In the margin on one of the pages I wrote the words “convicting and encouraging”. I could have written that on many pages!
This book is a necessary read for all leaders of faith communities; not only for pastors but anyone who knows the importance of having a grace-filled voice in the politics and policy of our communities.
Walter Brueggemann wrote this 3 years ago. I wonder what he would make of today and the never ending line of misuse of power in the White House and beyond.
That misuse is causing deep division in the country. There are those that know it is happening and do not care. There are those that know it is happening and feel paralyzed with lack of power.
Brueggemann would say we need to take the third option: engage deeply in reality, grief and hope. He does not have a one-size-fits-all solution because there isn't one. He does encourage us to embrace relationships in our communities to claim our power thought the arts and practices of community organizing and in the sacramental work of hospitality. It is through relationship we replace the cycle of ideology-denial-despair of the world with the new way of reality-grief-hope which brings restoration. This is relational work.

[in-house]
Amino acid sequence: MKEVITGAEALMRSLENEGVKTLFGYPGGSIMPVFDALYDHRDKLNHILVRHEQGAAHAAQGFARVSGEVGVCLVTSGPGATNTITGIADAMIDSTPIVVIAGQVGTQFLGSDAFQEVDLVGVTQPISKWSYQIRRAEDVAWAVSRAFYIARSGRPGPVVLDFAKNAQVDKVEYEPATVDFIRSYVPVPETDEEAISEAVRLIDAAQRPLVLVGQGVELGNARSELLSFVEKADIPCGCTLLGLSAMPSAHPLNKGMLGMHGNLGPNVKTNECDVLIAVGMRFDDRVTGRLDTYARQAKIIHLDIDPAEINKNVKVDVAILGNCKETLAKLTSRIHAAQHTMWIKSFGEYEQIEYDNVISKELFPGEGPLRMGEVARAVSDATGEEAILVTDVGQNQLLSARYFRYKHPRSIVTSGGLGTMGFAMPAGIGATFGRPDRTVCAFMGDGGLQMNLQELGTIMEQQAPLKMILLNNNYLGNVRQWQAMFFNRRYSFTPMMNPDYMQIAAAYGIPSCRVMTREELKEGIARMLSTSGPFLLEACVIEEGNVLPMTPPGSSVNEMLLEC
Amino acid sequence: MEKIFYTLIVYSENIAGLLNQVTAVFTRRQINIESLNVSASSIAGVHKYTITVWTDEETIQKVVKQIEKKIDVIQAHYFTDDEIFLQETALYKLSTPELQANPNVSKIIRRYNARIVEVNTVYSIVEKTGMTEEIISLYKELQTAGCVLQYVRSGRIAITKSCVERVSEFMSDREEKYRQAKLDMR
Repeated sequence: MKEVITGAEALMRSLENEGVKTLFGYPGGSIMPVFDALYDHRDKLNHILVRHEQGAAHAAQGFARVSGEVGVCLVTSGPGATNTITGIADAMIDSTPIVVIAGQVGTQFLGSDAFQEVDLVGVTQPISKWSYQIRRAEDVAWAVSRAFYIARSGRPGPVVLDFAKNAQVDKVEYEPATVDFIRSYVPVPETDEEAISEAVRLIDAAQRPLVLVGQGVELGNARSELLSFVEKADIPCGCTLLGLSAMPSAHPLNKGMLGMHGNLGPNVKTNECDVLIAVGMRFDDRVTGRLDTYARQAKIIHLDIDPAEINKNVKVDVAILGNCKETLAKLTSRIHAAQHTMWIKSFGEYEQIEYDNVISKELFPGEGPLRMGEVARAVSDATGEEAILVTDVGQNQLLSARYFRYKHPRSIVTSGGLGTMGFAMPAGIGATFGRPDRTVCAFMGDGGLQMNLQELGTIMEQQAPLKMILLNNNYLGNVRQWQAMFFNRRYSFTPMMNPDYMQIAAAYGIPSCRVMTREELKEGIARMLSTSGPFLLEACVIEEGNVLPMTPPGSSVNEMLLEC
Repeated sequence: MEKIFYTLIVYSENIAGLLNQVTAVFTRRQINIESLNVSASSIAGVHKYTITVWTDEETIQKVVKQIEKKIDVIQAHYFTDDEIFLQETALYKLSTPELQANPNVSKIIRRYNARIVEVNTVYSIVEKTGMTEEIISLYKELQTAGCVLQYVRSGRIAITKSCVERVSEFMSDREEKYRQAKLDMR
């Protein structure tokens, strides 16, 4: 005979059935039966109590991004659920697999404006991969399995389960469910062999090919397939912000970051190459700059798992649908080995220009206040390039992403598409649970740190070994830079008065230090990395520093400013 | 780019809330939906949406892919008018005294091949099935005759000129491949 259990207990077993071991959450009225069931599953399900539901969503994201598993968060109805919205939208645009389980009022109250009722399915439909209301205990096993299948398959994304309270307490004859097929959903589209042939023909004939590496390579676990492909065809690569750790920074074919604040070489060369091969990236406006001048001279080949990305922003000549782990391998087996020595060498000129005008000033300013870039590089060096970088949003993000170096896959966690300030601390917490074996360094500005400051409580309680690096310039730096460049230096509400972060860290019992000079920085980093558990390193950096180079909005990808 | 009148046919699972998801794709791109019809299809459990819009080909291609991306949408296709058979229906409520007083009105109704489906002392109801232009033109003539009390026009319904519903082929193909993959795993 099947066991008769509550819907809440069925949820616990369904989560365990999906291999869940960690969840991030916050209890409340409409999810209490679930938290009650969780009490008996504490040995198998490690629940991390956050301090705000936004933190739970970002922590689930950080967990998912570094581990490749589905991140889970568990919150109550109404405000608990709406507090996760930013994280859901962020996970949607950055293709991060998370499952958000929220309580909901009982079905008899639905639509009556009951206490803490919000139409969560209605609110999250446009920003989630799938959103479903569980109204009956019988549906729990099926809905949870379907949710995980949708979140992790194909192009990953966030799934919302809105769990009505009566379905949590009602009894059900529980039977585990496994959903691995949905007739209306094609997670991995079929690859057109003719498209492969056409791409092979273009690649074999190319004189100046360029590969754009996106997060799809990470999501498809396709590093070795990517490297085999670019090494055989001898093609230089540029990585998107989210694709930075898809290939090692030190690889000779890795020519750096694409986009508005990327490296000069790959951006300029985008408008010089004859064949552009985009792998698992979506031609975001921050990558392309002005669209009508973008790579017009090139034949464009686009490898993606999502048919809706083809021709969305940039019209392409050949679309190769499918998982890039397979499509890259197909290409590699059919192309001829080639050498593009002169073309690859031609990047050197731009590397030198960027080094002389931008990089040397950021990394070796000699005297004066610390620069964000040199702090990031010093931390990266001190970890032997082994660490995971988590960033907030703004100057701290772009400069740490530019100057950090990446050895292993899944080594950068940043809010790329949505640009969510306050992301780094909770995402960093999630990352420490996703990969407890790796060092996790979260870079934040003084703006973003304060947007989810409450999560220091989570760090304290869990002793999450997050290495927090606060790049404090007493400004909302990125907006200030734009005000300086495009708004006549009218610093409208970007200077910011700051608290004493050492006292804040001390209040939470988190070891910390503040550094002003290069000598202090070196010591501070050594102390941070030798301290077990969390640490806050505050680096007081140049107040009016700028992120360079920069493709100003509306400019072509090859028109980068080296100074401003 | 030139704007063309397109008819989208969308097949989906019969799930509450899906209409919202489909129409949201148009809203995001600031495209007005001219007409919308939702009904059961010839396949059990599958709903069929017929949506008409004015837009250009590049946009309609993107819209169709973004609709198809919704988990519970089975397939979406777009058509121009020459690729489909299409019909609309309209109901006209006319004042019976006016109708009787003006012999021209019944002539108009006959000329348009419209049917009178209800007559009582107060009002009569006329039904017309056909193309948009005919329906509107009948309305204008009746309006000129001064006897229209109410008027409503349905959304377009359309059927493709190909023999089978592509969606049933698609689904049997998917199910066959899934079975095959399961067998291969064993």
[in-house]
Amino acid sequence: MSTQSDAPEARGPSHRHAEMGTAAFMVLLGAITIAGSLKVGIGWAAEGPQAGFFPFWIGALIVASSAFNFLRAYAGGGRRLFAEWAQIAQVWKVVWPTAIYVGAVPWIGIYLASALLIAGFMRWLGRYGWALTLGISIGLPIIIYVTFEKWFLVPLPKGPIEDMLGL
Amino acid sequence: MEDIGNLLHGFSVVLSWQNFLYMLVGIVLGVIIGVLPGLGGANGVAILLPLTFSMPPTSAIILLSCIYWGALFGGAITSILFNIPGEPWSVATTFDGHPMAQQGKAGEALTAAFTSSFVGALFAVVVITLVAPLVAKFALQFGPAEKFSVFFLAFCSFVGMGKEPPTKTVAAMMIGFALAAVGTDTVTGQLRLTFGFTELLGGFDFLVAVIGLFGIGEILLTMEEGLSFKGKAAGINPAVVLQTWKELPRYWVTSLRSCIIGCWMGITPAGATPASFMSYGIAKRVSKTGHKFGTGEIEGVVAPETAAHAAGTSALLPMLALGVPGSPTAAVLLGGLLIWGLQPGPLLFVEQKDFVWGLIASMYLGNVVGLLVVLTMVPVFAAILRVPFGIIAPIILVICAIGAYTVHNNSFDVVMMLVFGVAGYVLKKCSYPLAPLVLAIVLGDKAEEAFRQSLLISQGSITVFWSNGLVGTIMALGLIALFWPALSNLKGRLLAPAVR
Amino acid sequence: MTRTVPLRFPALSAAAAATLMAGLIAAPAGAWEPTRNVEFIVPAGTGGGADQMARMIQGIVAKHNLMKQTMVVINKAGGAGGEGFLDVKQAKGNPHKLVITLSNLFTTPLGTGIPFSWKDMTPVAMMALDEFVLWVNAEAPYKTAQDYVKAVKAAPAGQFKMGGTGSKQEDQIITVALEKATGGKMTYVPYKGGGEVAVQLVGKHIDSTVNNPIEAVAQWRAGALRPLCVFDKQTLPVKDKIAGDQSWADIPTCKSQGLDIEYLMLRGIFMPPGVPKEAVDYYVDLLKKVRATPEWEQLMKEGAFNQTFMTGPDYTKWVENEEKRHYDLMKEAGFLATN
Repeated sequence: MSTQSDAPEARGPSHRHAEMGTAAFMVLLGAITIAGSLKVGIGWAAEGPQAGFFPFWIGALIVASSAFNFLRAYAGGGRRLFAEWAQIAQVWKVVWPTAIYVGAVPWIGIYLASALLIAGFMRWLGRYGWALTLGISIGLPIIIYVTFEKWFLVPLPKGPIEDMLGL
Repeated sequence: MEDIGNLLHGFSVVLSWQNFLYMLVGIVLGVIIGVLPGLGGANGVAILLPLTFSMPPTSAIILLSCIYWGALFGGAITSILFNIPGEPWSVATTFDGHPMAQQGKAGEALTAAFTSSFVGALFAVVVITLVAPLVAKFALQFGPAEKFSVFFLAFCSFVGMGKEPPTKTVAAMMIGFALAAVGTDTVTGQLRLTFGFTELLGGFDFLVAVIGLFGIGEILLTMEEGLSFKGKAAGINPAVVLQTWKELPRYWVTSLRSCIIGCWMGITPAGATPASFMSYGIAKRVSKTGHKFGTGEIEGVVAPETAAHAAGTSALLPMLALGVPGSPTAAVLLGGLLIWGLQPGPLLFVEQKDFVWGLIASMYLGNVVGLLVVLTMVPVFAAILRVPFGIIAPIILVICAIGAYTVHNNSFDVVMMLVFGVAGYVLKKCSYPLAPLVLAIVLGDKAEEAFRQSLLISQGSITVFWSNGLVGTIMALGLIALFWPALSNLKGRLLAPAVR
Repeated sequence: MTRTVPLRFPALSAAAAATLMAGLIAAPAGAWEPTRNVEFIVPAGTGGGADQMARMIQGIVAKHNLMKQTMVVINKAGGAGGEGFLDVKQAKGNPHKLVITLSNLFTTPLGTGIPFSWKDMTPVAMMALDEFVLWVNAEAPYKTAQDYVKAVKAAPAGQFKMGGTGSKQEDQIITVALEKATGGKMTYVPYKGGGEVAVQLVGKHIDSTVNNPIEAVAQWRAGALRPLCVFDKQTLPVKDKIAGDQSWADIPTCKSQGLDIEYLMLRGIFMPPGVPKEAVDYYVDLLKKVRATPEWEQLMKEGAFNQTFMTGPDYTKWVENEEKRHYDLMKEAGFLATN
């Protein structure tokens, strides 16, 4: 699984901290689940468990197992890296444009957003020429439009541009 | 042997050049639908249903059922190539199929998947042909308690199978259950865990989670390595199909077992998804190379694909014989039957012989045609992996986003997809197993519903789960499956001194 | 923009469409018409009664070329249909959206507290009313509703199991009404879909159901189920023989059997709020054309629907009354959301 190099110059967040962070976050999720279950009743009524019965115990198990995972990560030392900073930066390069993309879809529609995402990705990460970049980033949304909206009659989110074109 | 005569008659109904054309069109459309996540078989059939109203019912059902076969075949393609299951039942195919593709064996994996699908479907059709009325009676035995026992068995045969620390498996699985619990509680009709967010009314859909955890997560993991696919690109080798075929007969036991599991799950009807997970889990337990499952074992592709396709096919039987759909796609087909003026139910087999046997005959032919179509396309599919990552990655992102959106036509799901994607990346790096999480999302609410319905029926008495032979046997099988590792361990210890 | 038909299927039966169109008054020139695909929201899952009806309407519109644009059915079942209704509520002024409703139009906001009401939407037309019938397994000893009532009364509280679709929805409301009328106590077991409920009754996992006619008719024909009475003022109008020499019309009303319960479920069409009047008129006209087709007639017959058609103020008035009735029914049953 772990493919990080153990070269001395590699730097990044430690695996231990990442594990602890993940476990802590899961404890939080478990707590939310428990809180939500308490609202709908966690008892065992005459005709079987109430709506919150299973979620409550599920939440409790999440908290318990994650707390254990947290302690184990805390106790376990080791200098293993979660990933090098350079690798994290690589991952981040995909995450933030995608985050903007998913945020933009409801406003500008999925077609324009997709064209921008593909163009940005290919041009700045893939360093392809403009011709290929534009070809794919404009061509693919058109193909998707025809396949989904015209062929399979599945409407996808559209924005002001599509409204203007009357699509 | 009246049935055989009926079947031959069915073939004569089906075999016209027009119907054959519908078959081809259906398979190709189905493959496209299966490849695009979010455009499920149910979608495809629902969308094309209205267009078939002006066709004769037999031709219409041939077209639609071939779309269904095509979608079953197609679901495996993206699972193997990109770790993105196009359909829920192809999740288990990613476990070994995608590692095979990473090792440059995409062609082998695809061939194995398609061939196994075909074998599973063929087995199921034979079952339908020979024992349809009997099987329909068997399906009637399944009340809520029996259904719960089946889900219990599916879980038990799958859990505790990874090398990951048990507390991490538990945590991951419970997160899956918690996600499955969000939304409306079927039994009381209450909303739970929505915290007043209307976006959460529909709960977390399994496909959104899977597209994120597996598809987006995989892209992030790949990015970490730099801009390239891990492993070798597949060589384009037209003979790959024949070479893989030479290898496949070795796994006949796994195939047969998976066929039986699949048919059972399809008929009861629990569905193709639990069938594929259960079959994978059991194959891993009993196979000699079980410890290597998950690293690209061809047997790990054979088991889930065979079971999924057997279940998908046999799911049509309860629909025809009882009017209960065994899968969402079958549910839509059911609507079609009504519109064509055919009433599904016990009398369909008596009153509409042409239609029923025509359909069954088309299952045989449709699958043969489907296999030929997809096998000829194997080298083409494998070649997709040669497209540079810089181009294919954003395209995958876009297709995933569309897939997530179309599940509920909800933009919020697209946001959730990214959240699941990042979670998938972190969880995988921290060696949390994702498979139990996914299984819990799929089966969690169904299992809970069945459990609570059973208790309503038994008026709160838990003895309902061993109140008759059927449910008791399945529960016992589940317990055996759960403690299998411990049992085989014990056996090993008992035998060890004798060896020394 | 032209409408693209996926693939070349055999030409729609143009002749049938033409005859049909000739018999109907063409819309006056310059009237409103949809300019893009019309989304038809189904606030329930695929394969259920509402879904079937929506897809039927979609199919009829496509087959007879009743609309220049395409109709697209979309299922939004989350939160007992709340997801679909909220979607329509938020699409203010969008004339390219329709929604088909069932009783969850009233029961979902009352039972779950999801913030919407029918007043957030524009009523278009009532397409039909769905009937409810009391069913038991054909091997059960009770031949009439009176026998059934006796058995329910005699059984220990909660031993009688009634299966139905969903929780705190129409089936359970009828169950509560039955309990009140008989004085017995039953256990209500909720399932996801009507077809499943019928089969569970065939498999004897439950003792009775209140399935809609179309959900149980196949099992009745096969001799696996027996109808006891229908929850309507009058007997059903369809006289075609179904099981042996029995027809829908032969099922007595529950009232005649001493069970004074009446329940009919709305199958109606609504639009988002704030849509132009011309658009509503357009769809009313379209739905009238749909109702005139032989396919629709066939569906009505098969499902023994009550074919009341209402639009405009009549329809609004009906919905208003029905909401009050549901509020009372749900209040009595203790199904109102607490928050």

Former Speaker of the House Tip O’Neill once said, “All politics is local.” Speaker O’Neill understood the vital role of relationships in politics and power. Many faith leaders shy away from the ideas of having power or speaking out on politics because they think it is not Christian or not “their place”. Walter Brueggemann would argue that it is essential for leaders of faith communities to be political citizens. They need to be aware of what is happening both nationally and in their local community so they know when to come forward as a leader to speak out and work against injustice that is contrary to the Gospel.
The Gospel is ALWAYS “we”.
It is always about relationship; healing, serving, forgiving, challenging, and loving each other for the sake of the common good.
In the chapter Hope amid Despair Brueggemann writes,
"A vigorous individualism has trivialized the common good, has reduced major societal needs to technical problems, and has neglected the infrastructure that is indispensable for a viable common good."
Being a public leader can happen in as many ways as there are people. It is important for each one to know themselves and know their community so they can find their voice.
This is why I also think Reality Grief Hope would speak to our Jewish and Muslim brothers and sisters. Brueggemann is an Old Testament theologian. The story of Moses and the lament and grief found in Lamentations, Jeremiah and Isaiah are central as well as the life and teachings of Jesus. It is crucial for people of all faiths to stand together for the common good.
Even if you have read Walter Brueggemann books before, this is a must.
Then....talk about it!